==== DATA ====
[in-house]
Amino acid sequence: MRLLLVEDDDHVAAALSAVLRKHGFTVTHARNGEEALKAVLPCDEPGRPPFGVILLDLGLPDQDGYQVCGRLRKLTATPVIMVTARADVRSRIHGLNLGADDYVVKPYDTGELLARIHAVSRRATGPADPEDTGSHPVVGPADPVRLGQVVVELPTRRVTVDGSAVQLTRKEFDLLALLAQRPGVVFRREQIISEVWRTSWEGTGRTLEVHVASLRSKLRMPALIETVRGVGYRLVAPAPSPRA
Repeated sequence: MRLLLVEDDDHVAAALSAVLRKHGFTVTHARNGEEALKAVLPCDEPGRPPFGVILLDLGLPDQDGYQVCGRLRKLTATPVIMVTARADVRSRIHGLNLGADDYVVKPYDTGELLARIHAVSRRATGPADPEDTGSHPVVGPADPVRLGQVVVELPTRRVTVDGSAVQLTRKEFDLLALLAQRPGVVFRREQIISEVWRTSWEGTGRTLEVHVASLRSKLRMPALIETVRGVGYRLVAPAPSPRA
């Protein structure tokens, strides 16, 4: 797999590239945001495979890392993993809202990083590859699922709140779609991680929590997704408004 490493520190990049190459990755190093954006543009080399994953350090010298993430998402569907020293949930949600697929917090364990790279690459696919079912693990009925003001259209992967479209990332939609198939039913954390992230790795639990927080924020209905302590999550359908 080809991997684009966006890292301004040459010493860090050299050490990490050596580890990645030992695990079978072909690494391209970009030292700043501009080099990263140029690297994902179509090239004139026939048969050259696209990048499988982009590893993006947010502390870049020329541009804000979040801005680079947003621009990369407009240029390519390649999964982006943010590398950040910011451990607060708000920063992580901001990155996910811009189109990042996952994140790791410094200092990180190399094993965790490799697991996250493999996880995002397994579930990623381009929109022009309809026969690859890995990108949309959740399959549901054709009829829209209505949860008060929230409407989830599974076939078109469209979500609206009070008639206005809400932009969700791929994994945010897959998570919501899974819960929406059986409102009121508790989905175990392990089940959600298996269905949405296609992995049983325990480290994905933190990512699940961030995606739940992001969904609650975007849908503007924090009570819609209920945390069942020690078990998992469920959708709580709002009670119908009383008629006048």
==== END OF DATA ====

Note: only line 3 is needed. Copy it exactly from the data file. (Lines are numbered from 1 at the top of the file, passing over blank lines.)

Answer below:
Repeated sequence: MRLLLVEDDDHVAAALSAVLRKHGFTVTHARNGEEALKAVLPCDEPGRPPFGVILLDLGLPDQDGYQVCGRLRKLTATPVIMVTARADVRSRIHGLNLGADDYVVKPYDTGELLARIHAVSRRATGPADPEDTGSHPVVGPADPVRLGQVVVELPTRRVTVDGSAVQLTRKEFDLLALLAQRPGVVFRREQIISEVWRTSWEGTGRTLEVHVASLRSKLRMPALIETVRGVGYRLVAPAPSPRA